1986 .

(5 publications)

L. Picon and M. Desbois. A method for measuring surface albedo variations from Meteosat images. Annales Geophysicae, 4:601-607, December 1986. [ bib | ADS link ]

This paper presents a preliminary work to estimate the variations of ground albedoes in Africa. The data are Meteosat images in visible and infrared channels for January and April 1982. The compositing of the images is used to approach at the best the clear sky conditions. These composite images can also help to detect the extension of the humid air penetration over Africa. The basic assumption is that at north of this area the atmospheric effects on the visible channel remained constant from one month to another. Then a simple histogram method is used for the comparison over the chosen areas between January and April in the visible channel. Only the effect on reflection of solar zenith angle has been taken into account.

K. Laval and L. Picon. Effect of a Change of the Surface Albedo of the Sahel on Climate. Journal of Atmospheric Sciences, 43:2418-2429, November 1986. [ bib | DOI | ADS link ]

We have investigated with our general circulation model the effect of an increase of surface albedo over the Sahel on climate. When albedo increases, the precipitation and evaporation rates are lower. Our experiment also has shown variations of zonal circulation over the Sahel: the Tropical Easterly Jet is stronger and easterlies at low altitude are weaker when the precipitation rate is higher. These results, in agreement with observations of the changes of circulation between dry and wet years, suggest that the albedo can play an important role in the triggering or the maintenance of a drought in the Sahel through the effects of circulation.

J. Laurent, D. Brard, A. Girard, C. Camy-Peyret, C. Lippens, C. Muller, J. Vercheval, and M. Ackerman. Middle atmospheric water vapor observed by the Spacelab One grille spectrometer. Planetary and Space Science, 34:1067-1071, November 1986. [ bib | DOI | ADS link ]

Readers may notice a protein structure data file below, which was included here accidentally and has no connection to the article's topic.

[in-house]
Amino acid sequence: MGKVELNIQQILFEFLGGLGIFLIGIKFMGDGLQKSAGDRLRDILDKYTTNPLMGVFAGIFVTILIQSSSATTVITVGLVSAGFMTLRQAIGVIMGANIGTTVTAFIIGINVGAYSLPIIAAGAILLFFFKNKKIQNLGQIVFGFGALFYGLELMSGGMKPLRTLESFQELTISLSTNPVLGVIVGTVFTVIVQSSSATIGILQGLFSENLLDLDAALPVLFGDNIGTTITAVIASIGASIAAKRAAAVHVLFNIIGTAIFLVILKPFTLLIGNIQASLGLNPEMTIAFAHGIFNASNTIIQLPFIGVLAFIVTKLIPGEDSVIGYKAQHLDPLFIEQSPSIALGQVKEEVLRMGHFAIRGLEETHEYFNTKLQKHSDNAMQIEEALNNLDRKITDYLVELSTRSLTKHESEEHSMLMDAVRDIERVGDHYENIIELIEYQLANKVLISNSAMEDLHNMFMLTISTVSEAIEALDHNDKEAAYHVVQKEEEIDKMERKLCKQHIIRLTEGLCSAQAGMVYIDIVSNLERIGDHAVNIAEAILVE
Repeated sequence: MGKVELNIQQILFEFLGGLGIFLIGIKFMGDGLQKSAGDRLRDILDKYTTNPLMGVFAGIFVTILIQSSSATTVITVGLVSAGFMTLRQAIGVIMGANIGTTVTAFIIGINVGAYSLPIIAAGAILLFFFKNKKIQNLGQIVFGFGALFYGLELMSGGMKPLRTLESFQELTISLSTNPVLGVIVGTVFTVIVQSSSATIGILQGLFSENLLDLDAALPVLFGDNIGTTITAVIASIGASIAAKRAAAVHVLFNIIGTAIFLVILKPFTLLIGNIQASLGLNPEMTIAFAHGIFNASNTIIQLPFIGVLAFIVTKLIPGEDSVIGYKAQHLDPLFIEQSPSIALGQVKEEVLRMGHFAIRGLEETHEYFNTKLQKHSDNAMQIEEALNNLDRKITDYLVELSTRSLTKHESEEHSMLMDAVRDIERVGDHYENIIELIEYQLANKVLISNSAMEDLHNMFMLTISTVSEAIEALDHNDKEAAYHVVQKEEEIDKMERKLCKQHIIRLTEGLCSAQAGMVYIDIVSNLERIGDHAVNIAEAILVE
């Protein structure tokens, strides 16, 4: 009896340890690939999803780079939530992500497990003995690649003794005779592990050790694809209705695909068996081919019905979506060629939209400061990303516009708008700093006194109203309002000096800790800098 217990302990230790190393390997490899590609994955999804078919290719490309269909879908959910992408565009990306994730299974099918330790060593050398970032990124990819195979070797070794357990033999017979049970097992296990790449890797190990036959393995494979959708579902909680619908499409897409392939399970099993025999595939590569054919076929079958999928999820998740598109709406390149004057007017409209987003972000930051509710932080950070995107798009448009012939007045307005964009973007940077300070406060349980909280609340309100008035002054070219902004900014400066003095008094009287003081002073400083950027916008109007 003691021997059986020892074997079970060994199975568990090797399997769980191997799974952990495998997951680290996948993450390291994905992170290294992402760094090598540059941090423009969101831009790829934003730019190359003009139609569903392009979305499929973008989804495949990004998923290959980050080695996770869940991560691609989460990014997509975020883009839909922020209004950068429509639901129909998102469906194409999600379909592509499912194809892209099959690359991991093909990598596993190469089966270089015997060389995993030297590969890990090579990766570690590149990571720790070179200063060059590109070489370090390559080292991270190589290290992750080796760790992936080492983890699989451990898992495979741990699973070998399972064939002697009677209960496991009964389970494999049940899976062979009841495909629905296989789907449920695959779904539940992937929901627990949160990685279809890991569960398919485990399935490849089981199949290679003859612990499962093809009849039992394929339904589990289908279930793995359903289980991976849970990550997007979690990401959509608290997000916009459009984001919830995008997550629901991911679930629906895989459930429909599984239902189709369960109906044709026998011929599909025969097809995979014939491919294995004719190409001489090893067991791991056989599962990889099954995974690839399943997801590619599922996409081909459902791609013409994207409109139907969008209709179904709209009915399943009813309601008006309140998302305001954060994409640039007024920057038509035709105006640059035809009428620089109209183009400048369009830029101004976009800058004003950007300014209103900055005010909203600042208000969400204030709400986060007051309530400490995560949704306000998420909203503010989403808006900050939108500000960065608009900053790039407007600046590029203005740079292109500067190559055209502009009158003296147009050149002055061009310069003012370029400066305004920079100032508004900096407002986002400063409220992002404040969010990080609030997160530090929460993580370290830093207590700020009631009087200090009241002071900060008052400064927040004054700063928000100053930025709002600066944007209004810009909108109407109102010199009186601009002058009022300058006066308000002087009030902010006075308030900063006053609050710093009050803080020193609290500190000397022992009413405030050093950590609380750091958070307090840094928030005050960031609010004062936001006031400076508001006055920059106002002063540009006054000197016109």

Two water vapor atmospheric concentration profiles have been obtained, one at 33 deg N, 59 deg E, and the other at 68 deg S, 124 deg W, during the Spacelab One flight respectively on December 2 and 1, 1983. These profiles extend from the middle stratosphere up to mesopause and show significant differences above the altitude of 70 km, the Antarctic profile showing then higher concentrations. This result correlates with Spacelab One carbon monoxide observations and SME ozone results as far as the hydroxyl radical chemistry is concerned.

L. Fairhead, J.-E. Arlot, and W. Thuillot. An analysis of occultation observations of the Galilean satellites of Jupiter and comparison with theories. Astronomy Astrophysics, 169:360-366, November 1986. [ bib | ADS link ]

Historic occultation data on Galilean satellites were evaluated for usefulness for determining the proper motions of the satellites in conjunction with current, higher accuracy data. The database covers 4411 observations from 1836-1972 and includes observations from 44 different sites. The time residuals were calculated by two techniques which considered the time when the center of the satellite is on the conical surface resting on the planet with the apex on the earth. Errors were the same order of magnitude as obtained with visual eclipse data. Thus, the historic occultation data can be used in the same way as the historic eclipse data.

J. Vercheval, C. Lippens, C. Muller, M. Ackerman, and M.-P. Lemaitre. CO2 and CO vertical distribution in the middle atmosphere and lower thermosphere deduced from infrared spectra. Annales Geophysicae, 4:161-164, April 1986. [ bib | ADS link ]

The observation of infrared absorption lines by means of a grille spectrometer on board Spacelab 1 leads to the determination of CO2 and CO number densities in the low thermosphere and in the middle atmosphere. It is shown how the observational results can be represented by theoretical models based on the interaction processes between solar UV radiation, CO2, CO, and OH molecules.